Unveiling the Unsung Heroes: Exploring the World of Beneficial Bugs

Arthropods, or invertebrates with a segmented body and exoskeleton, make up more than 80 percent of known species on Earth. Spiders, insects, centipedes, and even crabs are all arthropods, and arthropods can be found on all seven continents, and even in your own home! While they may be frightening at first, many are harmless or even beneficial to humans. 

House Centipede 

House centipedes, as their name suggests, can often be found in homes. They typically have 30 legs and are nocturnal, so you’ll likely only see them at night. Even then, centipedes, as well as many other arthropods, prefer to stay hidden and away from larger animals such as people. House centipedes are carnivores, eating pests such as cockroaches, silverfish, and carpet beetle larvae. While centipedes can bite, they will only do so in self-defense. 



Wolf Spider 

Wolf spiders are large, brown arachnids and are part of a group that includes spiders, scorpions, and other eight-legged arthropods. Unlike many spiders, wolf spiders don’t spin webs, instead actively hunting and catching prey such as roaches, crickets, and other insects. Female wolf spiders also carry and protect their young until they’re old enough to fend for themselves. Wolf spiders are often confused with the venomous brown recluse spider. However, wolf spiders are much larger, hairier, and more common than the brown recluse and most importantly, wolf spiders are not venomous to humans.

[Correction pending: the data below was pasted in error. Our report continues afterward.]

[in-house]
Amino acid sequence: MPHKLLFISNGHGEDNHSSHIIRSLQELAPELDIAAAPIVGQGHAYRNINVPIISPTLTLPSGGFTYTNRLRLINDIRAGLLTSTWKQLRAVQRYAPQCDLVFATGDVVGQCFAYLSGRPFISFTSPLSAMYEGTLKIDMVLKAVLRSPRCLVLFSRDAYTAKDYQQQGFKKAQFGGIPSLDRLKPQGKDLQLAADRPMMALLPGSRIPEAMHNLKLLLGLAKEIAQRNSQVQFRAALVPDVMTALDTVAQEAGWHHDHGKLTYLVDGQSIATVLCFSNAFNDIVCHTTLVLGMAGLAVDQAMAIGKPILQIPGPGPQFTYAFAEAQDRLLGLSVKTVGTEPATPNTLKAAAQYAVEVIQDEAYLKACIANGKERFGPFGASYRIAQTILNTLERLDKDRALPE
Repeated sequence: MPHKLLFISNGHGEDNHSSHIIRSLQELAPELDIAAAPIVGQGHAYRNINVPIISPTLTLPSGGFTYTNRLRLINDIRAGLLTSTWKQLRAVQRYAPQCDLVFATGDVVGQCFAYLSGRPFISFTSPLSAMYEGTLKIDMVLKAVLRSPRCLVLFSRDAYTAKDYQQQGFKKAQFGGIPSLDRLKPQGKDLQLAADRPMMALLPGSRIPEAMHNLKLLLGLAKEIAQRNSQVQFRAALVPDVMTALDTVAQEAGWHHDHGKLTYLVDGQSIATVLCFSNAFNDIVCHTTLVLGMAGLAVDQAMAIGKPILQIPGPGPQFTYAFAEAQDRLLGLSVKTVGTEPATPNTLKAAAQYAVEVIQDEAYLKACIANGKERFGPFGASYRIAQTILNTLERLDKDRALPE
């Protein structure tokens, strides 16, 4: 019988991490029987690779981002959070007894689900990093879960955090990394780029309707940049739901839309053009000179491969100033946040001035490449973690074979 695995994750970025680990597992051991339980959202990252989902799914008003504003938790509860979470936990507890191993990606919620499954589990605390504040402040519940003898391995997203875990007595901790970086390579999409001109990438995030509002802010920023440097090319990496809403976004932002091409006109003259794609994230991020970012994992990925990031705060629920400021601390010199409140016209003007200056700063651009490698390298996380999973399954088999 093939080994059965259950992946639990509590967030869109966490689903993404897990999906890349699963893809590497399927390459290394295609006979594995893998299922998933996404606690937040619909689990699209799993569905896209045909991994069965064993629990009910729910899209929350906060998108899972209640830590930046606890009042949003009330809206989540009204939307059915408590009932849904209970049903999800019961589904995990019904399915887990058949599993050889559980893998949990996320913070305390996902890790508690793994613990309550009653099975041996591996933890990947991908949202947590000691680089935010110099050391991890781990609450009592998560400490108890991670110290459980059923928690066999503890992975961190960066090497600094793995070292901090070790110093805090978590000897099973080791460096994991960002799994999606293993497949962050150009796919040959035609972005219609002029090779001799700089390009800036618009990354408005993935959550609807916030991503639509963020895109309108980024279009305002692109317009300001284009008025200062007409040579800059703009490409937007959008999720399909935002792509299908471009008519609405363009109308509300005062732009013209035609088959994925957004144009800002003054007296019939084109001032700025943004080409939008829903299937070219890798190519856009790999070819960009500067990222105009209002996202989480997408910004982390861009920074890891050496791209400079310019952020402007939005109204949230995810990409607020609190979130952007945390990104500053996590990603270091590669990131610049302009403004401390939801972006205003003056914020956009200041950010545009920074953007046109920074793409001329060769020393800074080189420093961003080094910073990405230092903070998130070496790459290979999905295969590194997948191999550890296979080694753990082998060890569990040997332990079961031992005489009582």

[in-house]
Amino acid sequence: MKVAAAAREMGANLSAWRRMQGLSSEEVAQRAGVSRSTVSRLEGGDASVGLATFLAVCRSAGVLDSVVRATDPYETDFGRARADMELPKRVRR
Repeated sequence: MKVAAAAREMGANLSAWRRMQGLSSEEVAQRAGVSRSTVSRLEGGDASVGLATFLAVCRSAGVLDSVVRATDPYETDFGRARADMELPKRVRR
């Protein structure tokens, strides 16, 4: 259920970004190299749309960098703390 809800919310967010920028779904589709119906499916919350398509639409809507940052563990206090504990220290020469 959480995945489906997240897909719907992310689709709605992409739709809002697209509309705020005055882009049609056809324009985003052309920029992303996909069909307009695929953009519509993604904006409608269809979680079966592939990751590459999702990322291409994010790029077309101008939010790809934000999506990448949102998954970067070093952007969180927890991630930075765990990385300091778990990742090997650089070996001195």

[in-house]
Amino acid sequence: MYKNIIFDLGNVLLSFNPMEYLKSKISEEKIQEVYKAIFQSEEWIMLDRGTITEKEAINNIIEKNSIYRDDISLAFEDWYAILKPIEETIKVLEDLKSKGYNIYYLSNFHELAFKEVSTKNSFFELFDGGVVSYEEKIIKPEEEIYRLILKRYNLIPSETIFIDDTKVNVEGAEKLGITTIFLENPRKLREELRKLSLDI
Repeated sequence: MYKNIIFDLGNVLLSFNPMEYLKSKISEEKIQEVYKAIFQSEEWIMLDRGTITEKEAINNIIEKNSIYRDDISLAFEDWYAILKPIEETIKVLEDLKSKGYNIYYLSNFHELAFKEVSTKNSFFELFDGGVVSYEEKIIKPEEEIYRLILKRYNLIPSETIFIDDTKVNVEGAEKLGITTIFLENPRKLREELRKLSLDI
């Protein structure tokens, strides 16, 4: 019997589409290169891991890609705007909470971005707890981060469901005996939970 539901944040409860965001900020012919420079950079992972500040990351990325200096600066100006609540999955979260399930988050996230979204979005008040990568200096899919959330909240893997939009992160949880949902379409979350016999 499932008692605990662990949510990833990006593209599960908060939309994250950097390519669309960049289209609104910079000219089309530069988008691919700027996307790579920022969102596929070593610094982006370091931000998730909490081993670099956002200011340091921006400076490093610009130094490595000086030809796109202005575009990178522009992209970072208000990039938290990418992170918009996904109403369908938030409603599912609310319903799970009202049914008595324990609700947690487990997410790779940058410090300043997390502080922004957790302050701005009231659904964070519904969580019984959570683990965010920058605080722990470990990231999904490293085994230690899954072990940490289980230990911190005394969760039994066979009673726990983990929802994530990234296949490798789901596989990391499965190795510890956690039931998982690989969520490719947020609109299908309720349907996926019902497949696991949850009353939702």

Ladybug Larvae 

Ladybug larvae look very little like their adult forms. In fact, they look more like spiky black caterpillars than the familiar red and black-spotted beetles. Unlike caterpillars, though, ladybugs and their larvae are mostly carnivores, with swarms of aphids as their favorite prey. Aphids suck sap from plants, damaging the plants if aphid swarms are large enough. Ladybugs are a gardener’s best friend, with adults and their larvae eating thousands of aphids in their lifetime. Note that ladybugs available to purchase as pest control are often non-native species and aren’t guaranteed to stay in your garden. The best way to attract and keep ladybugs is by providing plants for pollen (an occasional, nutritious food source), shelter, and a place to lay eggs.  


Instead of squashing bugs or using pesticides, consider sealing cracks and other access points leading into your house to keep unwanted visitors out. When animals do sting, bite, or emit a foul stench, it’s just to protect themselves! The old adage of them being more scared of you than you are of them is true. Give insects and other arthropods some space, and they’ll be very grateful.